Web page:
Shelly Silva, University of Hawai’i Maui College Hospitality & Tourism graduate and 2013 Valedictorian recently returned from a six month international internship in China. When
For the 2nd year in a row, UHMC’s ceramics department is contributing to the Empty Bowl Project. PHOTO of students: Kel Sampels, Chris Rivas-Goodwin, and
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UHMC Fashion Technology students strutted their stuff at the 2014 Fantasia Ball, an annual
University of Hawaiʻi Maui College Professor Nancy K. Johnson has been selected as the recipient of the 2013 Willard Wilson Award for Distinguished Service to the University of Hawaiʻi.
Johnson was hired as a probationary instructor in the nursing program in 1983 and earned full professorship in 2007.
She went on to chair the allied health department from 1989 to 2012. During that time, the program grew from a few faculty members and one class per year, to more than 30 faculty, staff and clinical lecturers serving two new classes per year, with a total of 150 students per semester.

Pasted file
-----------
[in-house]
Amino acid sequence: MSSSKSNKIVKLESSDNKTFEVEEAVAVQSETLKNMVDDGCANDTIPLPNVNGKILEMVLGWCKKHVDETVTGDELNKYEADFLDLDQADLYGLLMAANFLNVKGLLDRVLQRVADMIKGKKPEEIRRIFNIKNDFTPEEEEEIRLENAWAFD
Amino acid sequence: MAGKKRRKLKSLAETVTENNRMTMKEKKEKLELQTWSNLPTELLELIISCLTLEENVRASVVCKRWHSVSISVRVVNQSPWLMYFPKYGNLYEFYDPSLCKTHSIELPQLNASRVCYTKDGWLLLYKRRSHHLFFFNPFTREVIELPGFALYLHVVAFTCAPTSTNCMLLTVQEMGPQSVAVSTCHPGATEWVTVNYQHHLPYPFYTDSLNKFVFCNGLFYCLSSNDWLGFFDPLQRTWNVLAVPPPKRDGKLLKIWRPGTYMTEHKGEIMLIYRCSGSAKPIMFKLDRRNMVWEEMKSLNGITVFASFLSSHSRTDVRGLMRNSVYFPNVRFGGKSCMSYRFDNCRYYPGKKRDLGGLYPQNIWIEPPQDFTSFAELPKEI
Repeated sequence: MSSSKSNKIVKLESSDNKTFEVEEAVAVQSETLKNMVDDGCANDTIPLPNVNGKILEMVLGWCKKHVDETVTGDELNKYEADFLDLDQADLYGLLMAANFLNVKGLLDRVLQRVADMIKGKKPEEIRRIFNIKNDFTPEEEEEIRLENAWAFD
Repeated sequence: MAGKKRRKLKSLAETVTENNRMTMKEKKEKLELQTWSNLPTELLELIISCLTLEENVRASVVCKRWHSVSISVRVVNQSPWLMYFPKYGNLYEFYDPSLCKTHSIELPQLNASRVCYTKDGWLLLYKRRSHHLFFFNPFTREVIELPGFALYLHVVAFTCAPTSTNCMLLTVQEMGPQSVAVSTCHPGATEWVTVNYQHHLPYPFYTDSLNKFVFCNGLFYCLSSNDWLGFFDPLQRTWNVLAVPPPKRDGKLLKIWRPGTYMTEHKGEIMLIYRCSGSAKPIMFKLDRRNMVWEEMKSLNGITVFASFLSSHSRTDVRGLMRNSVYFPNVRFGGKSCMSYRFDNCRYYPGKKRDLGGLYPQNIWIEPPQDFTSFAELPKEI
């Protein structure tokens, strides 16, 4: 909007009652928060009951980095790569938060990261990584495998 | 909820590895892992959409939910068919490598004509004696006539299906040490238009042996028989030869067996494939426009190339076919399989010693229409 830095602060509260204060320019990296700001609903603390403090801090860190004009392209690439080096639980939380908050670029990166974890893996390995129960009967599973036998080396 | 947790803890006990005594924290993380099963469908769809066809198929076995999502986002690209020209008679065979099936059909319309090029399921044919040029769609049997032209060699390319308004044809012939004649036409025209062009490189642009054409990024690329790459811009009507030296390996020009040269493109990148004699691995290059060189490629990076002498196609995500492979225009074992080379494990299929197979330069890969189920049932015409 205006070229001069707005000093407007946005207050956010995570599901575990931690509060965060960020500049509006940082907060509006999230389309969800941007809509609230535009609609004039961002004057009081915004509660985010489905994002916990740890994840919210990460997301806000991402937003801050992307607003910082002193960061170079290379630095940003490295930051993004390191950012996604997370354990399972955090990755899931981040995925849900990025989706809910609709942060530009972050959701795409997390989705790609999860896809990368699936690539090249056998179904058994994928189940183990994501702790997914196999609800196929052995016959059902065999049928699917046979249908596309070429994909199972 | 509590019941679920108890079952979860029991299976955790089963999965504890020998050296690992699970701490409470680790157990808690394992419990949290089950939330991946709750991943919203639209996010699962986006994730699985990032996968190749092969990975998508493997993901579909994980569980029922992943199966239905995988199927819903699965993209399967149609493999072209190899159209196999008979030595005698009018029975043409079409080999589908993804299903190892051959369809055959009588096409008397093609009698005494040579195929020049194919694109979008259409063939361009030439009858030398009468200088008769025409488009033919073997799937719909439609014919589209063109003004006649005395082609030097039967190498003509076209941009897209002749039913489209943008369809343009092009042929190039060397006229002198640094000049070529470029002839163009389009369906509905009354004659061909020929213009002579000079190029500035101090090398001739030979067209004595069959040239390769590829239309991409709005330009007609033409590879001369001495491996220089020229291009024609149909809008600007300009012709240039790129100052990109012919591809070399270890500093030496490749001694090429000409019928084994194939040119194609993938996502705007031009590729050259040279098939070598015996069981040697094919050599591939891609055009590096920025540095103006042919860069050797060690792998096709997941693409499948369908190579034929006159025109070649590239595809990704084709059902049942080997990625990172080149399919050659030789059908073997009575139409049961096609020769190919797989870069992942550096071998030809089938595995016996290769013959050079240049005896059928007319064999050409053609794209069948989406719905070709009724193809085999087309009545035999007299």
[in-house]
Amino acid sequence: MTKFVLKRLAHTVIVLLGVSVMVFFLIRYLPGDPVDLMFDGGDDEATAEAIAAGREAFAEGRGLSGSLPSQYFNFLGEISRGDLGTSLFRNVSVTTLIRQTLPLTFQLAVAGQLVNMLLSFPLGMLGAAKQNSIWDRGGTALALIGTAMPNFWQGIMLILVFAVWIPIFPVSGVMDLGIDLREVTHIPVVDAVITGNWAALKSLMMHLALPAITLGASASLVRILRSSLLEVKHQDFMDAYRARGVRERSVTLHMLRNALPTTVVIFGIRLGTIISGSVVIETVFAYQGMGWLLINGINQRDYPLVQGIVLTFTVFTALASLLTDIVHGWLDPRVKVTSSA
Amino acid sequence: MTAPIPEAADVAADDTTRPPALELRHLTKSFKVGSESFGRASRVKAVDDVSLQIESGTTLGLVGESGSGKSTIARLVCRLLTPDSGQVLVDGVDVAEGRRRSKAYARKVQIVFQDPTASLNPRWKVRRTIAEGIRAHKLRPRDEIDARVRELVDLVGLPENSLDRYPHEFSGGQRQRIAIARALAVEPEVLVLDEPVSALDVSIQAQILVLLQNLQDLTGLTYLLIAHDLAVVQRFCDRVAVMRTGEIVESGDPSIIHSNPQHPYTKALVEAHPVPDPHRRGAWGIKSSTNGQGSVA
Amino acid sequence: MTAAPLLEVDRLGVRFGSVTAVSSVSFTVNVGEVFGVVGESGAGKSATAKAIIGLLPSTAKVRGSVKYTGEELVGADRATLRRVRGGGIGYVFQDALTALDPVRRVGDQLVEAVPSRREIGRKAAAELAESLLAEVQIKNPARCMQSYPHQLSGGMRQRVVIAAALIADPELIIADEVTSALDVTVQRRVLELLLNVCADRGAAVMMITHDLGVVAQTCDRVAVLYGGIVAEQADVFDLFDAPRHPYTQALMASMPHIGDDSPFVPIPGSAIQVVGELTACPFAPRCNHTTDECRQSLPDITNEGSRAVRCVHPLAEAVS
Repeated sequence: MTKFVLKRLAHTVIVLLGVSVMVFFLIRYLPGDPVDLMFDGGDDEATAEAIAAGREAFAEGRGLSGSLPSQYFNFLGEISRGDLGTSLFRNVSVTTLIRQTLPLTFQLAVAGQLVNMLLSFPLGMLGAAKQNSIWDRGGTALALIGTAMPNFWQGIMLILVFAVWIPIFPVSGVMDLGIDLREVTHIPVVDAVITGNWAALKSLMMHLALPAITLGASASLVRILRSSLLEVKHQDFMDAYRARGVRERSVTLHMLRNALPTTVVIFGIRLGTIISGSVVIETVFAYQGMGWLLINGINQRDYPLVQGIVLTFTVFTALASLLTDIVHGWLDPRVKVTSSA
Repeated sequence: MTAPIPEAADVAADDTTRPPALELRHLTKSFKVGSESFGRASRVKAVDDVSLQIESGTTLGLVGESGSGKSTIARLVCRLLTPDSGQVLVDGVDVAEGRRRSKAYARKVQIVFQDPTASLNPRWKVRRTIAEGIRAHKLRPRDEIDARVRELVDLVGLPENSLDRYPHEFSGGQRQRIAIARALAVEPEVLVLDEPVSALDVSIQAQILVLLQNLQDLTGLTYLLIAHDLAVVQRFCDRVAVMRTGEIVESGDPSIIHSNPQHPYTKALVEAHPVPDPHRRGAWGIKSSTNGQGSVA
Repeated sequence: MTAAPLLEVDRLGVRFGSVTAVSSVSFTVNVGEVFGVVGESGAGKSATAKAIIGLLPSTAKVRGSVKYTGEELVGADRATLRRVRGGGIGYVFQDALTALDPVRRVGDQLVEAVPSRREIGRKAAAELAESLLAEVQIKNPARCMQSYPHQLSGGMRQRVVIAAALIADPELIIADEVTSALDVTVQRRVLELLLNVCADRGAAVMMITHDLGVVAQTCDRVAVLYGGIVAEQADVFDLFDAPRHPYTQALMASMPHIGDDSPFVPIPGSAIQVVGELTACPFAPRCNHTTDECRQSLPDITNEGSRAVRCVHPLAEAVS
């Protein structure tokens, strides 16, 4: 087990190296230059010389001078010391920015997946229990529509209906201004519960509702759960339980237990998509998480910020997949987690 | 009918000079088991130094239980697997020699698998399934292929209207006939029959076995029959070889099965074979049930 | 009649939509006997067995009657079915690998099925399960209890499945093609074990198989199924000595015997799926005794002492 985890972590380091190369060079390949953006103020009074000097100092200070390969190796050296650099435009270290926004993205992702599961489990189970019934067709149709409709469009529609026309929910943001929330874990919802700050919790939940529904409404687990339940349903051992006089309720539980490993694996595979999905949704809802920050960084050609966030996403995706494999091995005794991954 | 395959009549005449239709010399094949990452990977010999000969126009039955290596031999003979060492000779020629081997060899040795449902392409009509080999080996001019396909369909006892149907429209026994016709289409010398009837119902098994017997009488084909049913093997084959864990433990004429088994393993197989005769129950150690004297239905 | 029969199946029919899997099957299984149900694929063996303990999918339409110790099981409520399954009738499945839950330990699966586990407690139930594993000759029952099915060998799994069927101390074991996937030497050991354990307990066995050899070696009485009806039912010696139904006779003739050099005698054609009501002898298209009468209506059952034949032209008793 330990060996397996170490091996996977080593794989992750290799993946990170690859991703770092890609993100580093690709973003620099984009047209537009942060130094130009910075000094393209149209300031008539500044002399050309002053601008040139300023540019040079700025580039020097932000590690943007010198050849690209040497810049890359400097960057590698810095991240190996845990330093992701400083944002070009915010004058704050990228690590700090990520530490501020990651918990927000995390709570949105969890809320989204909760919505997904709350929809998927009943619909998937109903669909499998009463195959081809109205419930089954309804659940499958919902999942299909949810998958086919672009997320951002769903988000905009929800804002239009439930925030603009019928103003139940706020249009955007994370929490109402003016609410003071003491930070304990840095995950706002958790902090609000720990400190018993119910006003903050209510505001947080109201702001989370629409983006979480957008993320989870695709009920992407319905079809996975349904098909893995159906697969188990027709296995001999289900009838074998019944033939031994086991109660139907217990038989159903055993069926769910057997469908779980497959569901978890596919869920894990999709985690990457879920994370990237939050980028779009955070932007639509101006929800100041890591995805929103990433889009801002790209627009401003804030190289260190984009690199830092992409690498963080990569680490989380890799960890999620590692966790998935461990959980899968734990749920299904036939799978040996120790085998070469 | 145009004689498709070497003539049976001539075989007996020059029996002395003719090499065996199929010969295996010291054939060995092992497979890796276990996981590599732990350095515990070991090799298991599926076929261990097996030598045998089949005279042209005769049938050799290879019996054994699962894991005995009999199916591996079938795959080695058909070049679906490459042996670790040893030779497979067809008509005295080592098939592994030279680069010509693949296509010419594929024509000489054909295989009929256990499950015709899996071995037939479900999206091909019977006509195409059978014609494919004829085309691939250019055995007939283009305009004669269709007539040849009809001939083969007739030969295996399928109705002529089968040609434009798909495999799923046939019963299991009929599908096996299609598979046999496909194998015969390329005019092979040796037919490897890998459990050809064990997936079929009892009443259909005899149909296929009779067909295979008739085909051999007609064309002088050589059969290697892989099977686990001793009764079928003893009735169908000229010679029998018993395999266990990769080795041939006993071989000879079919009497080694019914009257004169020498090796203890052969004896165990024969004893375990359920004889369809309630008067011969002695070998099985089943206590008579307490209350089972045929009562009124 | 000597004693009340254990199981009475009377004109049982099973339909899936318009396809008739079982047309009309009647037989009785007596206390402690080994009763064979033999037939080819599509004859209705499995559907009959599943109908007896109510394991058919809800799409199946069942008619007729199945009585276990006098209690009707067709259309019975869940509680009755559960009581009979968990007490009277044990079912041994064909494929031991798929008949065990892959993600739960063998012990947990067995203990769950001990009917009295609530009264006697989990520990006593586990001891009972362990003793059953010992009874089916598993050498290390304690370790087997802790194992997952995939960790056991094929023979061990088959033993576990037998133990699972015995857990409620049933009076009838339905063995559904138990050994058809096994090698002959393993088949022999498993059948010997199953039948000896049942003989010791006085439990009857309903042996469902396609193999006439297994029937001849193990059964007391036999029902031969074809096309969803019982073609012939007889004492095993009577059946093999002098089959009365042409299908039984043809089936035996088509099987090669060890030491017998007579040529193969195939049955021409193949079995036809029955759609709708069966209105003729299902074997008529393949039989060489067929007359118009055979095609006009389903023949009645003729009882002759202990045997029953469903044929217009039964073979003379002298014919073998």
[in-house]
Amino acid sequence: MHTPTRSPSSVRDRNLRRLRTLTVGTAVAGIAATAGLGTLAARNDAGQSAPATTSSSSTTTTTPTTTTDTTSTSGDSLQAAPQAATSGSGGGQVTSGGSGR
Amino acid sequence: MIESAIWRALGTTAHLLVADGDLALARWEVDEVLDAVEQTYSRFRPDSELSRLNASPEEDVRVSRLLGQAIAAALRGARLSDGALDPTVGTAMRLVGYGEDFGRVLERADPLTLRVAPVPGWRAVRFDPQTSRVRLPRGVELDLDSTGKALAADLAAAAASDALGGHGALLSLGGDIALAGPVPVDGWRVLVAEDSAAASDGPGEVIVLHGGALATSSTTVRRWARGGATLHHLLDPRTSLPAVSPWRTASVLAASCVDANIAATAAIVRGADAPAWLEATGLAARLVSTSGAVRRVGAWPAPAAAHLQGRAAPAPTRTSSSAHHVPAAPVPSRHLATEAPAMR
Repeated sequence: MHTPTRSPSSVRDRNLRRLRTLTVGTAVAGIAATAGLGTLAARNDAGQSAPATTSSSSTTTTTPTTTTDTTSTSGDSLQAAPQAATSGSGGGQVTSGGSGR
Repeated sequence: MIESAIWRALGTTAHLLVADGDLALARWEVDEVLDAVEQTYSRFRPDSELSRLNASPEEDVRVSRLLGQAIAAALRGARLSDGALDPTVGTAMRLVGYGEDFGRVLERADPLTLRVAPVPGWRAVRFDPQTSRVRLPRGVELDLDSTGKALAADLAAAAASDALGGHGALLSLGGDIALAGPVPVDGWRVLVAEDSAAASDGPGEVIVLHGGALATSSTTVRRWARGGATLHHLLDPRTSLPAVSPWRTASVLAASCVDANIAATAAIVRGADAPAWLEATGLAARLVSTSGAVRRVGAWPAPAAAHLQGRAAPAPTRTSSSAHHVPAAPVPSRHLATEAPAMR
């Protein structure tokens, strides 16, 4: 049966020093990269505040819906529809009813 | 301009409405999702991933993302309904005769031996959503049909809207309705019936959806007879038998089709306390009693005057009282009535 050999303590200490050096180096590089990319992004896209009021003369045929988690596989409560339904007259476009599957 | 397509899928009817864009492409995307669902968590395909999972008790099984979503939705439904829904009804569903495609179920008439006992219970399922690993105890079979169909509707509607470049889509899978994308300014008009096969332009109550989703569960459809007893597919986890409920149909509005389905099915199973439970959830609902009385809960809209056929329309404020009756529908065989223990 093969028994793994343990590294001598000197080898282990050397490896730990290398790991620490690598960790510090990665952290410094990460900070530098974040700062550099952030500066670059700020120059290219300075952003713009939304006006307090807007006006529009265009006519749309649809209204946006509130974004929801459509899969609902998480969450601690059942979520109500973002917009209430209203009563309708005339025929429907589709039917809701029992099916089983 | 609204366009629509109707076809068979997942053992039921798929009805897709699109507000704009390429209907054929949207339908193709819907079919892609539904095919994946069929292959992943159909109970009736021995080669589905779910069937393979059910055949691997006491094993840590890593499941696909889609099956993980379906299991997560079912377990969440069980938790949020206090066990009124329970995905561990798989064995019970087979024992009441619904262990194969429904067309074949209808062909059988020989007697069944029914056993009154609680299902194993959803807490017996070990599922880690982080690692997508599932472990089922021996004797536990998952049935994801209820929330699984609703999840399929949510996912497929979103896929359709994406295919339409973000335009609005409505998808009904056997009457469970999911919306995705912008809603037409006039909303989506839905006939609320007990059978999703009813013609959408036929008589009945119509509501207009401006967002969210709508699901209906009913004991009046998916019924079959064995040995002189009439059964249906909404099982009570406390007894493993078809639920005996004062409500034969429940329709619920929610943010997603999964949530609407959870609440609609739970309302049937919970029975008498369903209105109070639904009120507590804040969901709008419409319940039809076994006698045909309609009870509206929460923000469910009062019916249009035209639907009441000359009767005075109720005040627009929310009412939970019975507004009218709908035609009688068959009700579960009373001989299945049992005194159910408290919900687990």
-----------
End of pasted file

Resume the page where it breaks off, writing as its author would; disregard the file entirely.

Johnson has served as a key player in local and state discussions on healthcare workforce needs, caring for the aging population, meeting dental care needs for the underserved and building the Hawaiʻi State Nursing Consortium, which allows students to seamlessly transition from Maui College’s program to UH Mānoa’s bachelor of science in nursing program, without leaving their home campus.
The award is named in honor of the long-time University of Hawaiʻi administrator and secretary to the Board of Regents, Willard Wilson, who set a standard for exemplary service to the university during his 40-year career.
On December 6th, second-year, second-semester nursing students conducted an emergency exercise near the Allied Health Office on the lower end of campus. Some of the students pretended to be disaster victims complete with trauma make-up, while others played the roles of routine emergency patients and sick patients.
The PV carport project with Johnson Controls and HNu Energy is under construction. The goal is to transform the campus into a center of excellence for sustainability. The 565 KwH PV carport will increase the college’s ability to generate electricity, and provide 8 stalls for electric vehicle charging stations.